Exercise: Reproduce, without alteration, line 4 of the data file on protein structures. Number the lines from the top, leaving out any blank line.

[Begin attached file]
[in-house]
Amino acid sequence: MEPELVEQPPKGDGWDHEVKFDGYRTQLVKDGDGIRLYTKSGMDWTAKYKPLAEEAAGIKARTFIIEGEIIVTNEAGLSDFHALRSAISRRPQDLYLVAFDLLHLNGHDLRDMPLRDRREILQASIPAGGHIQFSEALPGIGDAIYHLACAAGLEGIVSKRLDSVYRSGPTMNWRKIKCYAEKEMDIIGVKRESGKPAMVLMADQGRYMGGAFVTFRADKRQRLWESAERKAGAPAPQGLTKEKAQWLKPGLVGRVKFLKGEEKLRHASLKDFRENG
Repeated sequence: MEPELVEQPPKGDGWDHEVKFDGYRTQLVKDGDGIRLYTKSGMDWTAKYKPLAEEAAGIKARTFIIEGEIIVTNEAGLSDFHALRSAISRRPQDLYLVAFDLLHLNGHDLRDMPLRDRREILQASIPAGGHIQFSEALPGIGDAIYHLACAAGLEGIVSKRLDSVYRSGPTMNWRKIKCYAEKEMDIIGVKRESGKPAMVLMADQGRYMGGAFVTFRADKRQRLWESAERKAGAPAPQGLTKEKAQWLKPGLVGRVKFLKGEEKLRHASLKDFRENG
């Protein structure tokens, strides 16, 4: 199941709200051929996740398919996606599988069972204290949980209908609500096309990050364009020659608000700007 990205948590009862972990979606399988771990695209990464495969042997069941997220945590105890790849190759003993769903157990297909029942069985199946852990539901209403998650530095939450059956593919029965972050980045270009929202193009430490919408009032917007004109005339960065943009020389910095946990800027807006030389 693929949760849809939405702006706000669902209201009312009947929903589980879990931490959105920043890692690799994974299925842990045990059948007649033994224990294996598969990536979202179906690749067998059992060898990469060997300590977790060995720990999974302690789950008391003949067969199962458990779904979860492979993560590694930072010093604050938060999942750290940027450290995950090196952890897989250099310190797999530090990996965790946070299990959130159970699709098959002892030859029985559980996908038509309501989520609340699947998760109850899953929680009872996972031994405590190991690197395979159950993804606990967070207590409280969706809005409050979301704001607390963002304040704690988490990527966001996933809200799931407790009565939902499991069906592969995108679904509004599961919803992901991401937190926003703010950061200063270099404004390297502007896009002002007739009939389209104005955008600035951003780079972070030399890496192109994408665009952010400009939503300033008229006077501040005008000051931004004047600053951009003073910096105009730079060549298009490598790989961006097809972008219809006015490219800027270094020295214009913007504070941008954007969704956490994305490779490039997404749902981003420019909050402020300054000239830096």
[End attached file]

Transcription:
């Protein structure tokens, strides 16, 4: 199941709200051929996740398919996606599988069972204290949980209908609500096309990050364009020659608000700007 990205948590009862972990979606399988771990695209990464495969042997069941997220945590105890790849190759003993769903157990297909029942069985199946852990539901209403998650530095939450059956593919029965972050980045270009929202193009430490919408009032917007004109005339960065943009020389910095946990800027807006030389 693929949760849809939405702006706000669902209201009312009947929903589980879990931490959105920043890692690799994974299925842990045990059948007649033994224990294996598969990536979202179906690749067998059992060898990469060997300590977790060995720990999974302690789950008391003949067969199962458990779904979860492979993560590694930072010093604050938060999942750290940027450290995950090196952890897989250099310190797999530090990996965790946070299990959130159970699709098959002892030859029985559980996908038509309501989520609340699947998760109850899953929680009872996972031994405590190991690197395979159950993804606990967070207590409280969706809005409050979301704001607390963002304040704690988490990527966001996933809200799931407790009565939902499991069906592969995108679904509004599961919803992901991401937190926003703010950061200063270099404004390297502007896009002002007739009939389209104005955008600035951003780079972070030399890496192109994408665009952010400009939503300033008229006077501040005008000051931004004047600053951009003073910096105009730079060549298009490598790989961006097809972008219809006015490219800027270094020295214009913007504070941008954007969704956490994305490779490039997404749902981003420019909050402020300054000239830096």